To be “at war” indicates an absence of peace. The type of warfare we are familiar with in recent history has depended upon the invention by a man named Alfred Nobel who invented dynamite. The wealth he attained through the sale and distribution of his invention ironically allowed him the opportunity to offer what we now know as the Nobel Peace Prize. Ironically, it is given to those who promote peace.
As sportmoms we want to have peace in our homes and teach peace to our children. The involvement of our children in sports, however, can compromise our peace effort. The push for fierce and competitive dispositions must be tempered with the pursuit of peace.
They must turn from evil and do good; they must seek peace and pursue it. I Peter 3:11 NIV
QUESTION: How should we then pursue peace with others?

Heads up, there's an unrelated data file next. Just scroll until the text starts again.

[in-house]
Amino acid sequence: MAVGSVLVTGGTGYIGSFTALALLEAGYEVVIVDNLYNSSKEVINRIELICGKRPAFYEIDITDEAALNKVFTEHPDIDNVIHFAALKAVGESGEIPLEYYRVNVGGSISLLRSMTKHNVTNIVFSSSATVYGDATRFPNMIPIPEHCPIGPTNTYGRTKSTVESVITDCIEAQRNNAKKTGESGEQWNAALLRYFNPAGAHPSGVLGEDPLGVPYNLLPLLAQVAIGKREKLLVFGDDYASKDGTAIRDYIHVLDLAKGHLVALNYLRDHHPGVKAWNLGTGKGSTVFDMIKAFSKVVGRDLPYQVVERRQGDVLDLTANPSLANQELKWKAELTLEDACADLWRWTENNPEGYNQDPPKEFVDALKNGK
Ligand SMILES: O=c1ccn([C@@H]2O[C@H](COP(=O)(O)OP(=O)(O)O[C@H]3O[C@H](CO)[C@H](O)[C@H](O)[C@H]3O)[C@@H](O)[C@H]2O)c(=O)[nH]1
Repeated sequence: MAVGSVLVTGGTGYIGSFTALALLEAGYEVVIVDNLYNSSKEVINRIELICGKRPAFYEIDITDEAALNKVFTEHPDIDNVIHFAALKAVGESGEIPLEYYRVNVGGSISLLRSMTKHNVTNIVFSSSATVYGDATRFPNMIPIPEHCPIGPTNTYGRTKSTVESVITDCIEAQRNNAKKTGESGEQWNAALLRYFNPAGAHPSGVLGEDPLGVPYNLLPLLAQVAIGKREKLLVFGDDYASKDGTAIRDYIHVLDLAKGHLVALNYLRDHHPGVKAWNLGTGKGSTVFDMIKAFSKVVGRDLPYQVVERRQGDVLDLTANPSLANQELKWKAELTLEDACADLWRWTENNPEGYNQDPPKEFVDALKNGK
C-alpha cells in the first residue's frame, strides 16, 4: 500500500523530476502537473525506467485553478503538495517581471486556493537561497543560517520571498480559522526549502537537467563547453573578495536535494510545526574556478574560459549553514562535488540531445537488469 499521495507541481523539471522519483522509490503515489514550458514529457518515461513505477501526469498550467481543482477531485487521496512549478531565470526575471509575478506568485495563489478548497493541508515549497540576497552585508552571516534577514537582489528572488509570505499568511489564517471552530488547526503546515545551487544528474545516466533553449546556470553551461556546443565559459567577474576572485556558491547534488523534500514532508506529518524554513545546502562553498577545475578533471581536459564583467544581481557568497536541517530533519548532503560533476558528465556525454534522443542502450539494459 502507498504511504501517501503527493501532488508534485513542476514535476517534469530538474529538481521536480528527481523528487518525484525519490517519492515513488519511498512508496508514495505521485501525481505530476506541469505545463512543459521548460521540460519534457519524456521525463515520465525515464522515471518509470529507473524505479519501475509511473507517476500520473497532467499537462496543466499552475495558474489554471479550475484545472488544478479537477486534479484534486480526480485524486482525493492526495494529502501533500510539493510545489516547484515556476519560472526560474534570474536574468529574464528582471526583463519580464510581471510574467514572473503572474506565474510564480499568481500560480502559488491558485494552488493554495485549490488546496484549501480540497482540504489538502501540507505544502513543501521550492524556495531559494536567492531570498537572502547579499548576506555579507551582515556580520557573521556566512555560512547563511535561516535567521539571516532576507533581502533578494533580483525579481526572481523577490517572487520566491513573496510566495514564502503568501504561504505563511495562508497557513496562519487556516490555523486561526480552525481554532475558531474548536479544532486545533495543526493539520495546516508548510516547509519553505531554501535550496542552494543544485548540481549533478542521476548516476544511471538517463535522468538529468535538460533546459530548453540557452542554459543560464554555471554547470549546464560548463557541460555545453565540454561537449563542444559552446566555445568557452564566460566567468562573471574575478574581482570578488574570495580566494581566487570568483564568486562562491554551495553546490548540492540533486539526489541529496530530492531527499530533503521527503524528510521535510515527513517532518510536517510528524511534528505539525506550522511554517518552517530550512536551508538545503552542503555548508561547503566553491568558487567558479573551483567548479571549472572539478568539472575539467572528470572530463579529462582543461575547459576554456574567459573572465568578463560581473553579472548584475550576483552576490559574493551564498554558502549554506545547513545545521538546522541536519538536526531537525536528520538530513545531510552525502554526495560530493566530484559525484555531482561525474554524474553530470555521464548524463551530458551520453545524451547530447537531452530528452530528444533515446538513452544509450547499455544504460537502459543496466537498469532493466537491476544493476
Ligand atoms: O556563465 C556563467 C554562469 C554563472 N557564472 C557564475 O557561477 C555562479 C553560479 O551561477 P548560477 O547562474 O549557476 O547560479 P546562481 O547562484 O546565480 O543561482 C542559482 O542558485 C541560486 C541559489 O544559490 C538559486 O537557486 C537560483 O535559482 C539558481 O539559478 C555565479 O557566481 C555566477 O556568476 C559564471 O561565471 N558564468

Purposefully practice peace – when things become combative pray for a peaceful spirit.
Extend excellent expressions – offer building-up evaluations on purpose.
Allow adequate amusement – chill-out a little, let humorous thoughts arise.
Check childish chatter – avoid Cheap-shots in an effort to be right.
Expect extraordinary exchange – find points of engaging agreement.
Our daily “wars” can become pursuits of peace. Jesus tells his followers about the warfare they will face closing with these comforting words:
“I have told you these things, so that in me you may have peace. In this world you will have trouble. But take heart! I have overcome the world.” John 16:33 NIV
PRAYER: May I rest in your peace, Heavenly Father, as I seek to pursue peace with others. In Jesus’ Name, Amen.
“True peace is not the absence of war; it is the presence of God.” Loveless
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